Renner v. WilliamsAnnotate this Case
344 P.2d 966 (1959)
James E. RENNER and Kirby F. Kistler, Individually and as officers and directors of Morrison Road Bar, Inc., Plaintiffs in Error, v. Patrick WILLIAMS, Defendant in Error.
Supreme Court of Colorado, En Banc.
October 13, 1959.
*967 Kirby F. Kistler, Denver, pro se.
William J. Chisholm, Denver, for James E. Renner.
J. Emery Chilton, Denver, for defendant in error.
We will refer to the parties by name. Renner and Kistler were officers and directors of Morrison Road Bar, Inc., owner of the tavern. Williams was the manager.
Pursuant to company resolution adopted by them as Board of Directors, Renner and Kistler entered the tavern and closed it. This action was intended to discharge Williams as manager and his wife who also was employed at the tavern, and effectively prevented them from assuming their duties. Williams went into the district court in an ex parte proceeding and obtained a temporary restraining order whereby Renner and Kistler were ordered not to interfere with Williams in the operation and management of the tavern. It also ordered them to deliver possession of the premises to Williams.
Upon the failure of Renner and Kistler to obey the court order, they were cited for contempt. At the hearing on the citation they attacked the validity of the restraining order and urged it was void on its face for failure to comply with Rule 65, R.C.P.Colo. They contended before the trial court, as they do here, that the order was of no force and effect and therefore they could not be adjudged in contempt for not obeying the same.
At the conclusion of the hearing the court entered judgment finding them in contempt, and at the same time entered an order making the temporary injunction permanent. Three questions are presented.First Question to Be Determined:
Is a restraining order which fails to comply with the Rules of Civil Procedure void?
This question is answered in the affirmative.
The restraining order was completely devoid of virtually all of the requirements of R.C.P. 65(b), (c) and (d). Having been issued without notice, it did not define the injury to the applicant or state why it was of such nature as to be irreparable; the reason for issuance without notice; the time or date of its expiration or the date of hearing for a preliminary injunction. More significant was the failure of the court to set or require any security to be given by the applicant. Any one of the deficiencies noted was sufficient to render the order a nullity. This court had occasion to consider directly the effect of failure to require the giving of security to protect the person enjoined in Stull v. District Court, 135 Colo. 86, 308 P.2d 1006. We follow the holding in the Stull case that a restraining order issued without compliance with the requirement for giving security is without validity and of no force and effect.Second Question to Be Determined:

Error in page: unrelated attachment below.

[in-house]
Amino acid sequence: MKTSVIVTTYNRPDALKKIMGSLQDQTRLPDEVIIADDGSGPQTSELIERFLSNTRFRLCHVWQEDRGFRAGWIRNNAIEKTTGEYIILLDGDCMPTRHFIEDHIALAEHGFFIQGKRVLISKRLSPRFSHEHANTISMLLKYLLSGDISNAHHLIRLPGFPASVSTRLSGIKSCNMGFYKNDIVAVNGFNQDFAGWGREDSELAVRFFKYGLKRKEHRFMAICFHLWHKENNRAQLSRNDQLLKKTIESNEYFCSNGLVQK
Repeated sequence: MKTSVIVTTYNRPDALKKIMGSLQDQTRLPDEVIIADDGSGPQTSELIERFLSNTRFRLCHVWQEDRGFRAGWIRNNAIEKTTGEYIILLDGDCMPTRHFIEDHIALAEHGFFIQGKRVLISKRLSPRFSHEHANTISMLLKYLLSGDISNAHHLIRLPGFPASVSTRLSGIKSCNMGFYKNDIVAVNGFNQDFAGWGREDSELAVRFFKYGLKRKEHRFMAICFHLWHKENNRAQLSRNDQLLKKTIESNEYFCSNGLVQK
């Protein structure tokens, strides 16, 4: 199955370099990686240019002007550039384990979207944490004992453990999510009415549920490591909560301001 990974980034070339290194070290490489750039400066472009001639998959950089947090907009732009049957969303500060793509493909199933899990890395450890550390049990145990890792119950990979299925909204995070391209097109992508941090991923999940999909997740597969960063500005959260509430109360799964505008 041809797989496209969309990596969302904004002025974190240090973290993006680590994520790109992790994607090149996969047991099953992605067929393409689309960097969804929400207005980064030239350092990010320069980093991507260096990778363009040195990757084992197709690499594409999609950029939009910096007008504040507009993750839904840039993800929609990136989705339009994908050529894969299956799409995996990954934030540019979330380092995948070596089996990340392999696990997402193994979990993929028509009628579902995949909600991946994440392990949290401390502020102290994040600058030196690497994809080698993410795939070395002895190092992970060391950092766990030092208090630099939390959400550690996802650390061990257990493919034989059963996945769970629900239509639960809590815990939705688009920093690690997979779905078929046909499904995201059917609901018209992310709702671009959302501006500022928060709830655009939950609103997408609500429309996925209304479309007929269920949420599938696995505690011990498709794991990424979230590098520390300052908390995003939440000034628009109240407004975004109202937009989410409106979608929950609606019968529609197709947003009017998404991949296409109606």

In the contempt proceeding was it proper as a defense to raise the validity of the restraining order?
This question is answered in the affirmative.
Here again a decision of this court is directly in point on the question. Valas v. District Court, 130 Colo. 21, 273 P.2d 1017. The order can be challenged, and if void, can be treated as a nullity and no one need comply therewith. A more recent case on the point is Davidson Chevrolet, Inc. v. City and County of Denver, 138 Colo. 171, 330 P.2d 1116.Third Question to Be Determined:
In a proceeding involving only the contempt, was it proper for the court to make the restraining order permanent?
This question is answered in the negative.
Renner and Kistler having challenged the validity of the temporary restraining order previously issued, there was no issue before the court except the matter involved in the citation for contempt. The court *968 erroneously assumed that the temporary restraining order was valid, so the very most that the court could have done after finding the parties in contempt was to set a time within which Renner and Kistler would be required to file an answer to the complaint and to the motion for a permanent injunction. The issues had not been joined in the suit filed by Williams by any pleadings. There was before the court only the complaint, summons and ex parte restraining order. Therefore it was wholly improper for the court to rule on the issues of a permanent injunction. As to the effect of final judgment prior to the time fixed in the summons and by rule for Renner and Kistler to appear see Erickson v. Groomer, 139 Colo ___, 336 P.2d 296.
The judgment is reversed.
DOYLE, J., concurs in result.